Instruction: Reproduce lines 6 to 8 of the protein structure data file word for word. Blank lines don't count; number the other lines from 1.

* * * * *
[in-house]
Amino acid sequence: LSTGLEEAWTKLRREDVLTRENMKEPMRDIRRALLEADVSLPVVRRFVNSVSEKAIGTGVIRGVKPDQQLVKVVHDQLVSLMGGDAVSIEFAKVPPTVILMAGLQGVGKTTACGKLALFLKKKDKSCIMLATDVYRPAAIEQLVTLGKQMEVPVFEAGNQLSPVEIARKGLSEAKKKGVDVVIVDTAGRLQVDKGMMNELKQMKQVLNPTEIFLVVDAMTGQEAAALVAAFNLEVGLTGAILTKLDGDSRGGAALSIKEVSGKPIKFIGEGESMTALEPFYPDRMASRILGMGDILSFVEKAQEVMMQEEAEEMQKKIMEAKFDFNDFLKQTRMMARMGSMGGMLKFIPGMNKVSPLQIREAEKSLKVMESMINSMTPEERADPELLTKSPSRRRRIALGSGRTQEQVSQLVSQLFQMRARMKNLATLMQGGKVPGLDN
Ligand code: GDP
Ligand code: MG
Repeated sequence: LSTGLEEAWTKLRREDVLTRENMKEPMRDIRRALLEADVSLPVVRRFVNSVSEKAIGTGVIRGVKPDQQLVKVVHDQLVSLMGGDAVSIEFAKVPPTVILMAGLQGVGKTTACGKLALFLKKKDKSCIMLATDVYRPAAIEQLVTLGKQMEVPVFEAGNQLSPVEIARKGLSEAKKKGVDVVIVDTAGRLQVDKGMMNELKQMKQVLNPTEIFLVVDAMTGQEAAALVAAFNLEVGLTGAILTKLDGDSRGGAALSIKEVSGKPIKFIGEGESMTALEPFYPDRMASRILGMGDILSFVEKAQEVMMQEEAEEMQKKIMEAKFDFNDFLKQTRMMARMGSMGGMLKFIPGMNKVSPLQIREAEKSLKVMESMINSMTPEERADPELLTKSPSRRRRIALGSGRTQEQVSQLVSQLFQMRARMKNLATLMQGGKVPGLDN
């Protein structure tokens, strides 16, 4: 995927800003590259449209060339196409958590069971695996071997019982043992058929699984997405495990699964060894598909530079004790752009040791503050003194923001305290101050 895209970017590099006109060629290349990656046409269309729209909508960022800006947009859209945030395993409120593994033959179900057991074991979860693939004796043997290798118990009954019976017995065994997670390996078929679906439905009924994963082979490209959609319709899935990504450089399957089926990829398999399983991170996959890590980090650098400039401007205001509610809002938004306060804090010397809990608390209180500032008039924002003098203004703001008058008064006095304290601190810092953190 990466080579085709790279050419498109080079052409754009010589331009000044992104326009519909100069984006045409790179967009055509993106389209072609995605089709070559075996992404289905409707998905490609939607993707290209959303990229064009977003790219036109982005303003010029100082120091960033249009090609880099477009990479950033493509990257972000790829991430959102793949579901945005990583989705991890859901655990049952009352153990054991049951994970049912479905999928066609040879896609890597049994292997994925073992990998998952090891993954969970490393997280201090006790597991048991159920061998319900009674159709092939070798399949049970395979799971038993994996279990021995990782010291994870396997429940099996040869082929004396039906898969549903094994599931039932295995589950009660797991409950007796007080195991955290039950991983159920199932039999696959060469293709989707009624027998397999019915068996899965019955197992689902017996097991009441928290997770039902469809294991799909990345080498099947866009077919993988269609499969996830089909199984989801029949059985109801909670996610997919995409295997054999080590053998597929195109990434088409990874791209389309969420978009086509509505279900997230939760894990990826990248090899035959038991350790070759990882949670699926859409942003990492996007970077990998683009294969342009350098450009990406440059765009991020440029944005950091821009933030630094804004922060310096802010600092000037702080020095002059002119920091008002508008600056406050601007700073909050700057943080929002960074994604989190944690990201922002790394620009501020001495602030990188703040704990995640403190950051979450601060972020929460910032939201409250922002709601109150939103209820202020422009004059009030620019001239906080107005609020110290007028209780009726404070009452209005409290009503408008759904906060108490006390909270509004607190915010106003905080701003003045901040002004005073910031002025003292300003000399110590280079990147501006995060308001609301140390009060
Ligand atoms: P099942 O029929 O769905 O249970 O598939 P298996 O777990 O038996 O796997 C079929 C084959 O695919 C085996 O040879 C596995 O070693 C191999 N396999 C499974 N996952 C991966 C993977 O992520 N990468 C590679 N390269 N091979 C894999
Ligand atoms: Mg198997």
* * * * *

């Protein structure tokens, strides 16, 4: 995927800003590259449209060339196409958590069971695996071997019982043992058929699984997405495990699964060894598909530079004790752009040791503050003194923001305290101050 895209970017590099006109060629290349990656046409269309729209909508960022800006947009859209945030395993409120593994033959179900057991074991979860693939004796043997290798118990009954019976017995065994997670390996078929679906439905009924994963082979490209959609319709899935990504450089399957089926990829398999399983991170996959890590980090650098400039401007205001509610809002938004306060804090010397809990608390209180500032008039924002003098203004703001008058008064006095304290601190810092953190 990466080579085709790279050419498109080079052409754009010589331009000044992104326009519909100069984006045409790179967009055509993106389209072609995605089709070559075996992404289905409707998905490609939607993707290209959303990229064009977003790219036109982005303003010029100082120091960033249009090609880099477009990479950033493509990257972000790829991430959102793949579901945005990583989705991890859901655990049952009352153990054991049951994970049912479905999928066609040879896609890597049994292997994925073992990998998952090891993954969970490393997280201090006790597991048991159920061998319900009674159709092939070798399949049970395979799971038993994996279990021995990782010291994870396997429940099996040869082929004396039906898969549903094994599931039932295995589950009660797991409950007796007080195991955290039950991983159920199932039999696959060469293709989707009624027998397999019915068996899965019955197992689902017996097991009441928290997770039902469809294991799909990345080498099947866009077919993988269609499969996830089909199984989801029949059985109801909670996610997919995409295997054999080590053998597929195109990434088409990874791209389309969420978009086509509505279900997230939760894990990826990248090899035959038991350790070759990882949670699926859409942003990492996007970077990998683009294969342009350098450009990406440059765009991020440029944005950091821009933030630094804004922060310096802010600092000037702080020095002059002119920091008002508008600056406050601007700073909050700057943080929002960074994604989190944690990201922002790394620009501020001495602030990188703040704990995640403190950051979450601060972020929460910032939201409250922002709601109150939103209820202020422009004059009030620019001239906080107005609020110290007028209780009726404070009452209005409290009503408008759904906060108490006390909270509004607190915010106003905080701003003045901040002004005073910031002025003292300003000399110590280079990147501006995060308001609301140390009060
Ligand atoms: P099942 O029929 O769905 O249970 O598939 P298996 O777990 O038996 O796997 C079929 C084959 O695919 C085996 O040879 C596995 O070693 C191999 N396999 C499974 N996952 C991966 C993977 O992520 N990468 C590679 N390269 N091979 C894999
Ligand atoms: Mg198997």